Posing as a financial wizard is a good strategy imperative when you are running for the governorship of a state.
Unfortunately, a onetime chairman of the Senate Appropriation Committee and governorship candidate on the platform of the Social Democratic Party (SDP), Iyiola Omisore has his sums muddled up. This is probably why he didn’t have an effective tenure as chairman of the senate’s appropriation committee.
Trying to make a campaign issue out of the debt profile of Osun has left Omisore looking rather a waterish. His attack position is not based on the use of verifiable statistical analyses but on falsehood. This is straight out of the playbook of Frank Josef Coebells, Adolf Hitler’s propaganda Chief. Coebells infamously instructed his civil servants that in pursuit of their objective – “Never, ever tell a small lie. The bigger the lie, the more brazen, the better. A lie told sufficiently often, will eventually assume the posture of the truth”.
The facts about the debt profile are verifiable from the Debt Management Office (DMO) and multilateral agencies.
It is on record that the State’s indebtedness stands as at today at N170.6 billion made up of N141.1 billion domestic and N29.5 billion multilateral debts, and is going down every month since the state never defaults on repayment.
The good news here is that by 2019, the N30 billion vanilla bonds obtained in 2012 would have been fully repaid. Also, the N11.4 billion Sukuk bond would be fully repaid in 2020. This will free up a lot of the resources of the state and the projects procured with the loans would have been a huge gain.
The key point about debt obligations which even a toddler will know is the ability – to – repay. The former senate appropriation chairman knows this and is been clever by half. The foresight and planning of the Osun State government has been pro-active and is based on the capacity to withstand unanticipated buffeting.
The debt, as at the time they came were, not meant to be hard on the state’s finances. Then, oil was selling above $100 and Osun was netting above N4 billion from the federation account every month. From this amount, the state was able to set something aside for the raining day in form of Omoluabi Conservation Fund.
Problem came when oil price fell to as low as $22. This affected not only Osun but all the states of the federation, including the Federal Government. Indeed, this hit the Federal Government so bad that the then Minister of Finance, Dr Ngozi Okonjo Iweala, cried that the administration had to borrow N476 billion from commercial banks to be able to pay salaries in the last four months of his administration. This explains the low allocation to Osun.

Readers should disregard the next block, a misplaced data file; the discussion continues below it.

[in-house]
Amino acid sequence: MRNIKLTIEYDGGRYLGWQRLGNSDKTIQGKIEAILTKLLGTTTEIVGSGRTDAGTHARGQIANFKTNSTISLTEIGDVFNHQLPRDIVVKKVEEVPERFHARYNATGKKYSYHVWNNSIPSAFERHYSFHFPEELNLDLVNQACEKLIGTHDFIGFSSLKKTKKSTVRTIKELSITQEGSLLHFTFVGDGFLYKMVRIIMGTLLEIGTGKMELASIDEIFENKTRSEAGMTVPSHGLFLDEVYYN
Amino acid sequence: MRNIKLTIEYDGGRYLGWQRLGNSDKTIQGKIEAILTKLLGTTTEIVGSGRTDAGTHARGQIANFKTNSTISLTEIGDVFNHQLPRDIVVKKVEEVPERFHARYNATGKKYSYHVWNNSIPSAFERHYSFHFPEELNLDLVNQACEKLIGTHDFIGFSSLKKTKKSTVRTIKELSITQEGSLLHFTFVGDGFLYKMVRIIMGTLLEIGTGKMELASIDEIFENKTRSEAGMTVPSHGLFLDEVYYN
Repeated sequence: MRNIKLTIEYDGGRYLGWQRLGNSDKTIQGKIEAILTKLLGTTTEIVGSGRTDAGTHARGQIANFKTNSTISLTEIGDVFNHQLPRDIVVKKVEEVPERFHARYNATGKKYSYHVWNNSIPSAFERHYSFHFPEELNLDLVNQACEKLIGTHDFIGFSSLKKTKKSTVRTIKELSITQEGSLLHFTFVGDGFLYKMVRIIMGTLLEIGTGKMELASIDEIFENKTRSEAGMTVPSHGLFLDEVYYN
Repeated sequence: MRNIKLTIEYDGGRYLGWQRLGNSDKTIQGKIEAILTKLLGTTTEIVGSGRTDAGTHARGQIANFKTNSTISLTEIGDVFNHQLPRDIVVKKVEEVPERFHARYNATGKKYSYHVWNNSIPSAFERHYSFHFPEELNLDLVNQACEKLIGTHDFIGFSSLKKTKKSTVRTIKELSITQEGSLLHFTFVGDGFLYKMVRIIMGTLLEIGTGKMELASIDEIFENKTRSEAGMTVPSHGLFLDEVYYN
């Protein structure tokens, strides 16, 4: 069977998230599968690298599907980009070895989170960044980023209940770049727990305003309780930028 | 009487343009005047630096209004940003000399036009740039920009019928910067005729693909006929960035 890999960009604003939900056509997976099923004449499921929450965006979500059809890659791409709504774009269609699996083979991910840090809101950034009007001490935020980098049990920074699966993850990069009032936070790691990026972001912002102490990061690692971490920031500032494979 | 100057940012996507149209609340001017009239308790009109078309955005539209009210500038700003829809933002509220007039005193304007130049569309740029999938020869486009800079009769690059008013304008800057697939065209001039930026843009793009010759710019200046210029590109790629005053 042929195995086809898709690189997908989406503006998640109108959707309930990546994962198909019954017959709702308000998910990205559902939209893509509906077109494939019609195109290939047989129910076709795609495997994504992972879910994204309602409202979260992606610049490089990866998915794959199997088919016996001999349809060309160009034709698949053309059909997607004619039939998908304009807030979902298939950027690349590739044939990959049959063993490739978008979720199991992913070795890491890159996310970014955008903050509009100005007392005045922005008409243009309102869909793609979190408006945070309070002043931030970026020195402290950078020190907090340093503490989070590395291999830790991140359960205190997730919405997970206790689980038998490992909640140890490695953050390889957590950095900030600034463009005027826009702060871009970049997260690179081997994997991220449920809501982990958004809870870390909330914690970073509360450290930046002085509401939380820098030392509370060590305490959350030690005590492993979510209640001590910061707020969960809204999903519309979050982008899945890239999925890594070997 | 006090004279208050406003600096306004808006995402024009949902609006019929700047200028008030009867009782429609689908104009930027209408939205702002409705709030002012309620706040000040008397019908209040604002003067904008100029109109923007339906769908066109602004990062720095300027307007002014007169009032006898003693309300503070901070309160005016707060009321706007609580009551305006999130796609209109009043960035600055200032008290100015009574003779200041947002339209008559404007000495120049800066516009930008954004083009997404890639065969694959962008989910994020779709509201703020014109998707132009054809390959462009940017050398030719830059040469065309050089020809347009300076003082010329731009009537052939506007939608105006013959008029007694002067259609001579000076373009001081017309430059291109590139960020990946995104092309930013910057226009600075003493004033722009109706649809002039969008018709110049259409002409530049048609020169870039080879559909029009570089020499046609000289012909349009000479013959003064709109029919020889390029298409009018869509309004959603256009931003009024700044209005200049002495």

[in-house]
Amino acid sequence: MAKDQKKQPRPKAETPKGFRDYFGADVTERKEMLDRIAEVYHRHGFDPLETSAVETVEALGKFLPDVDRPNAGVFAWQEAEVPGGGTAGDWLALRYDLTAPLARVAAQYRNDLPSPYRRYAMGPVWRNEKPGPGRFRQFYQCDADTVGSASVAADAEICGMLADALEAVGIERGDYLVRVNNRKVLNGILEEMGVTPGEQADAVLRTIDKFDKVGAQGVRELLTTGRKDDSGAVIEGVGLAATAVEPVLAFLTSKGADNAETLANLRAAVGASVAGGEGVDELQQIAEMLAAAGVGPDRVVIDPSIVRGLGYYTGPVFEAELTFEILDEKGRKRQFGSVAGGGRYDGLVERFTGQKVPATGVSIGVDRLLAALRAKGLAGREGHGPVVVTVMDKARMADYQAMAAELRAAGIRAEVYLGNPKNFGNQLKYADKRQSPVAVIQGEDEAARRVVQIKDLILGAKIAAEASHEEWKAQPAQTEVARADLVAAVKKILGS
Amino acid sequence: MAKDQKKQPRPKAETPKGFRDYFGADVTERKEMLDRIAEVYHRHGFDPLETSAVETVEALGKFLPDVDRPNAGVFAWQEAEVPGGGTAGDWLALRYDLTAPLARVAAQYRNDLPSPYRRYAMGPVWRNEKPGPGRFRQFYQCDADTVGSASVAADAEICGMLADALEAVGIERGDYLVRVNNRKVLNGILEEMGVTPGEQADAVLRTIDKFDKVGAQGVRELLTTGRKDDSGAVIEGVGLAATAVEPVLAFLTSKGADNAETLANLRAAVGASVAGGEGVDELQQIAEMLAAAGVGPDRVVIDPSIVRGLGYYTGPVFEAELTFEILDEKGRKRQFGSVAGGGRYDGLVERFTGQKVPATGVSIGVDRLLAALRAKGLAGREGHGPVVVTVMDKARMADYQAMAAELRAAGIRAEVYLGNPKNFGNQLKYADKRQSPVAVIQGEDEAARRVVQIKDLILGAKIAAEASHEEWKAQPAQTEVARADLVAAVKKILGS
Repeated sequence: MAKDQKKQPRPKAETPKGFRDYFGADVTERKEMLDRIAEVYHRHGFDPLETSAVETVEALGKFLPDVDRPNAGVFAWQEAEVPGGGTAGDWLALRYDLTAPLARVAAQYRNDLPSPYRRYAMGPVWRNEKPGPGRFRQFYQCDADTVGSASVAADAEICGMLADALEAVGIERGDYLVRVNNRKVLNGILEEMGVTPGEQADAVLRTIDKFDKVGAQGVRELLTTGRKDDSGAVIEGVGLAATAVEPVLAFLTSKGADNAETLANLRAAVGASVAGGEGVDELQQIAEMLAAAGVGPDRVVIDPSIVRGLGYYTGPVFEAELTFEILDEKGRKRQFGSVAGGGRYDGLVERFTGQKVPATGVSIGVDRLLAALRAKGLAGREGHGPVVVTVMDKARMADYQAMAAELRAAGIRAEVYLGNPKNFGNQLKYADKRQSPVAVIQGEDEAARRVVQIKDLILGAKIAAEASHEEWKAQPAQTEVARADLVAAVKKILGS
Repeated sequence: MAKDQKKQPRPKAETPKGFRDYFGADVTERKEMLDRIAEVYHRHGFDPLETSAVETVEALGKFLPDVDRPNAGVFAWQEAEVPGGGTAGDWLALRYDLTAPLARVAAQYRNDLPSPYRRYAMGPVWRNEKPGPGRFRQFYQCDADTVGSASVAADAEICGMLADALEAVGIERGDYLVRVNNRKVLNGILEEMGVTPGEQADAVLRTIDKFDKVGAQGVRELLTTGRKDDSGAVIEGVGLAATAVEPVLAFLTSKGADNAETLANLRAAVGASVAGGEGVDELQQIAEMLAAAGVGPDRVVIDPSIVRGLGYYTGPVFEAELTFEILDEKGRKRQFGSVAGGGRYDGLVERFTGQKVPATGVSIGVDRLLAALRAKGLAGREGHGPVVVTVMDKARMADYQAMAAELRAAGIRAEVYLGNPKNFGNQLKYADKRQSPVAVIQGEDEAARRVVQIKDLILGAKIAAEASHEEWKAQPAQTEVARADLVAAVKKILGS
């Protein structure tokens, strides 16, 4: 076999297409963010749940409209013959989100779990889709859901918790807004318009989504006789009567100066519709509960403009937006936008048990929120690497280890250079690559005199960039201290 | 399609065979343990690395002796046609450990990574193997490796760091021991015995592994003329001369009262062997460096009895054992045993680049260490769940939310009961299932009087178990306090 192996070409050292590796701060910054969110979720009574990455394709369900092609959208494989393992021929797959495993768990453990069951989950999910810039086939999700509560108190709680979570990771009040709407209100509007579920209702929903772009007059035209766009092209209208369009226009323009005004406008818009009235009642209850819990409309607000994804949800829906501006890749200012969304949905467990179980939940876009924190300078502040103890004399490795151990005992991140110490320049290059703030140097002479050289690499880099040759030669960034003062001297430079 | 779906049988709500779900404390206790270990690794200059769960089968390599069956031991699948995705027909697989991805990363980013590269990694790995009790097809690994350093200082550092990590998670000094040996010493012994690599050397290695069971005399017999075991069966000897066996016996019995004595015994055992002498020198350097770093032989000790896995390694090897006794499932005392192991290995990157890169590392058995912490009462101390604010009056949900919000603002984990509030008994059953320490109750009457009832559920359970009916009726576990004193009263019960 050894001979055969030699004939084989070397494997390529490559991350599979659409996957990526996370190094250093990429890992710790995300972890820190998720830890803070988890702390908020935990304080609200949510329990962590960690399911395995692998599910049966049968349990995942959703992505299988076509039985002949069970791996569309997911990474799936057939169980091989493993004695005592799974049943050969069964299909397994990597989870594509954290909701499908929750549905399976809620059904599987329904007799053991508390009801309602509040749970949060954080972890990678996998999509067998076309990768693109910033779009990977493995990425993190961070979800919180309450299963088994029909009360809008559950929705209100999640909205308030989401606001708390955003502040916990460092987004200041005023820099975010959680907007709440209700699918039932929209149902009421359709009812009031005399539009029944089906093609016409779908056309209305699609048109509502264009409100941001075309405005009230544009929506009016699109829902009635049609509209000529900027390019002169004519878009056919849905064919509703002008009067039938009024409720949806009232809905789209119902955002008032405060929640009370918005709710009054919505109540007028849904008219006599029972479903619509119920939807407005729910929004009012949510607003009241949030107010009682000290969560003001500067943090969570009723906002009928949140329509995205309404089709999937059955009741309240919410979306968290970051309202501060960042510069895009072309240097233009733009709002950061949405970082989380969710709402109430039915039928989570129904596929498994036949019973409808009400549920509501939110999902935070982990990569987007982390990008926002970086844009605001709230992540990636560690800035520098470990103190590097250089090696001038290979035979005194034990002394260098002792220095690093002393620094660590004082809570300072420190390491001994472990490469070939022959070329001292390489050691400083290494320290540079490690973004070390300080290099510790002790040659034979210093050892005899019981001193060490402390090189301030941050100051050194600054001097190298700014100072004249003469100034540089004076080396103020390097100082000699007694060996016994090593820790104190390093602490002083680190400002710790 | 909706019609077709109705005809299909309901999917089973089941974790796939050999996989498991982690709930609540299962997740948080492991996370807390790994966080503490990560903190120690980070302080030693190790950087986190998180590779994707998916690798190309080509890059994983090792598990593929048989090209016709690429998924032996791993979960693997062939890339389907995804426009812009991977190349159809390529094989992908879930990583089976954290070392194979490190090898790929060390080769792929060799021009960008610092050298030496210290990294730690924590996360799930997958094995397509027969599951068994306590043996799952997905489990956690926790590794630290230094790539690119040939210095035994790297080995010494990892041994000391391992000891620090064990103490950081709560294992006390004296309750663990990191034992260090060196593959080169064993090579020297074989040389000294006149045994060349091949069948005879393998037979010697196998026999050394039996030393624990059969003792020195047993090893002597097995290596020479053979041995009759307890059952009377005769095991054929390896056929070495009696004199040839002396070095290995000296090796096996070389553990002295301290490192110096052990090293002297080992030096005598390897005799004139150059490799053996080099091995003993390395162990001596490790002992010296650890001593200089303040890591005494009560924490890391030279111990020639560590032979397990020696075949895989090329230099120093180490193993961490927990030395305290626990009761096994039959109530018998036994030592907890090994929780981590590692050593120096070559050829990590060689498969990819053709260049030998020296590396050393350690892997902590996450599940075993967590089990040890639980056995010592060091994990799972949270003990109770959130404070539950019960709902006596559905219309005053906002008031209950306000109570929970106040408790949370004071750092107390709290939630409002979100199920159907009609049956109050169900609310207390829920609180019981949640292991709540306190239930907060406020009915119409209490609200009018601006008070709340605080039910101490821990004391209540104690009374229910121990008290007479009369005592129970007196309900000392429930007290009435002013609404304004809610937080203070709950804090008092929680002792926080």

The use of debt instruments is key in the process of facilitating development. Osun is repaying debts which have transformed the physical and social infrastructure in the state for the long-term benefit of the overwhelming majority as well as generation yet unborn. This is of course, difficult for Iyiola Omisore who is always focused on the immediate to understand. His negative track record as the Senate chairman of the appropriation committee speaks volumes. Under him the odious contraption known as “budget padding” came into the lexicon. A man under indictment by the Economic and Financial Crimes Commission (EFCC) can hardly be convincing as a financial strategist.
The Aregbesola interregnum in the affairs of the State of Osun has been transformative. If you seek to know what has been achieved, please look around you at all the evidence of a new, improved Osun. Omisore has by making ill-thought out allegations exposed his alarming lack of managerial capacity. The people of Osun will be ill-advised to burden a state that against all odds made such great progress, with a man who is clearly not up to the job. We have all been put on notice.